We are able to see how multiple temporalities and stories are embedded in a single object. Bashir’s discussion of a mihrab (the niche that indicates direction of prayer by pointing to Mecca) at a Friday mosque built in Isfahan during the rule of the Mongol Ilkhanid dynasty in the early fourteenth century illustrates this beautifully. Through a close reading of the text that adorns the mihrab, as well as analyses of the event of its construction and different people’s engagements with the site over centuries, Bashir directs attention to the different temporalities embedded in its form, inscriptions, decorations, and construction. Each of these elements tells a different story. The Arabic script harkens to Islam’s transnational influence, whereas the names of the rulers at the center situate the mosque within the specific regime of power that sponsored its construction. We can draw out other stories by reading narratives of how people interacted with the mosque, interactions that cannot fully be captured by the intentions of its sponsors. For Bashir, the “mihrab substantiates Islam simultaneously in multiple dimensions of time, made of an illimitable array of events and narratives.” This approach to the mihrab teaches us that multiple pasts are immanent in the present and that the present in turn is constructed under the gaze of the future, as Margrit Pernau has also shown.

Bashir directs readers to think about time in multitudinous ways and prompts them to understand linear time as only one of its articulations. Consider Bashir’s engagement with a narrative about resurrection that involved a small Nizari Ismaili Shi’a community living in a mountain fortress in northern Iran. In 1164 CE, the Nizari Imam declared qiyamat, an event that marks the end of time itself. This event, Bashir notes, can be interpreted as a fraud in hindsight, because time — as we know — has not ended. But Bashir compels us to ask: Are other interpretations of this event possible if we were to rethink our understanding of time? What dimension of time did indeed end in 1164?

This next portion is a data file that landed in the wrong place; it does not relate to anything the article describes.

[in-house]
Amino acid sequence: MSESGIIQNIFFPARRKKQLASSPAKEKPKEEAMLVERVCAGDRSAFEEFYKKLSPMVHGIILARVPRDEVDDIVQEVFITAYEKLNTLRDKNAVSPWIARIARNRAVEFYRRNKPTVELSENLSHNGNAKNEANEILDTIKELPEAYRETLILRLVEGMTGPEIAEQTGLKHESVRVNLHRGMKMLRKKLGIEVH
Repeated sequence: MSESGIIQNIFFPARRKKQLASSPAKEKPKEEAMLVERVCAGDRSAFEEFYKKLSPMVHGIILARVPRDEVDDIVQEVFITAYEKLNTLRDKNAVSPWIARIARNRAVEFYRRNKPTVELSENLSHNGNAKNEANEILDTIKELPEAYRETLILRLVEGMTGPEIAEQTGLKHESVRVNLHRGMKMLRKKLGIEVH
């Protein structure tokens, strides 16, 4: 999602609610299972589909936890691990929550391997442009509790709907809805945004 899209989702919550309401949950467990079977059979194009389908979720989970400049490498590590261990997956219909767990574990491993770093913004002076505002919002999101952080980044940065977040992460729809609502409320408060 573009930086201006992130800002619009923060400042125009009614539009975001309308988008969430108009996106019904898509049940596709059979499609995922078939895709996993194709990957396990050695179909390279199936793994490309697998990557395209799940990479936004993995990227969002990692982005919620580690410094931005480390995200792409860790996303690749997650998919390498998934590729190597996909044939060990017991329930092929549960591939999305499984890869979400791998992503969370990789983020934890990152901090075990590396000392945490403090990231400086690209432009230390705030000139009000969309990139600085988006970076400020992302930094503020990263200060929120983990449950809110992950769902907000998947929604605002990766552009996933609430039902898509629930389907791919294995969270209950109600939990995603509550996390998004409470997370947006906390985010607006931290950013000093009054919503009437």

Bashir explains that the declaration of qiyamat, for Nizari Ismailis, marked a spiritual event when the true nature of existence was revealed. Since Ismailis understood the present Imam to be a portal through contingent, relative, time-bound modes of existence, the assertion of qiyamat by the Nizari Imam was an assertion about his own manifestation, made by one who had been present in all times but whose presence was hidden. Bashir’s close reading of Ismaili as well as non-Ismaili sources, and a desire to tell history from within the perspective of Ismailis, lead him to arrive at a different interpretation of an event that has long been used to mark Ismailis as heretics. We learn that history looks different depending on the spatiotemporal position from which it is imagined.

A New Vision of Islamic Pasts and Futures invites readers to collaborate with the author in ways that conventional scholarly books do not. Consider the audiovisual content of the book. A reader can click a still image to enlarge it and activate a magnifying tool to consider the details more closely. She can pause and listen to a video, which at times prompts exploration of similar content on the web, meaning that the reader may leave a particular textual thread. This is intentional, as Bashir wishes to give the reader an ability to craft her own learning journey. He says: “The book’s edges are expandable, their management left to the reader’s discretion rather than being dictated by the author.” The author and reader come together in this experiment as thinking partners, following learning trajectories that may have been defined by the author initially but certainly do not remain constrained by him.

But this freedom can also be jarring; it was for some of my students. The fact that the first chapter did not begin with a traditional opening account of Mecca and the birth of the Prophet made some students particularly uncomfortable. Consideration of women, Sufis, shrines, or an emphasis on places outside the Middle East, also called on students to rethink what should figure in a lesson on Islamic history. Experimental books like Bashir’s call into question sedimented ways of doing and learning Islamic history, and in this sense extend an invitation to unlearn and undo. Students ultimately appreciated the opportunity to study Islam through texts and objects, memories and postmemories, painting and graffiti. Bashir’s nominal approach invited them to understand that Islam is constructed not only by Muslims but also those who do not identify as such. This awareness prompted further reflections on the role of US empire and foreign policy in the making of Islam. In the context of American universities, such an approach can engender deep understanding about Islam and Muslim societies, and identify connections that have remained obscure.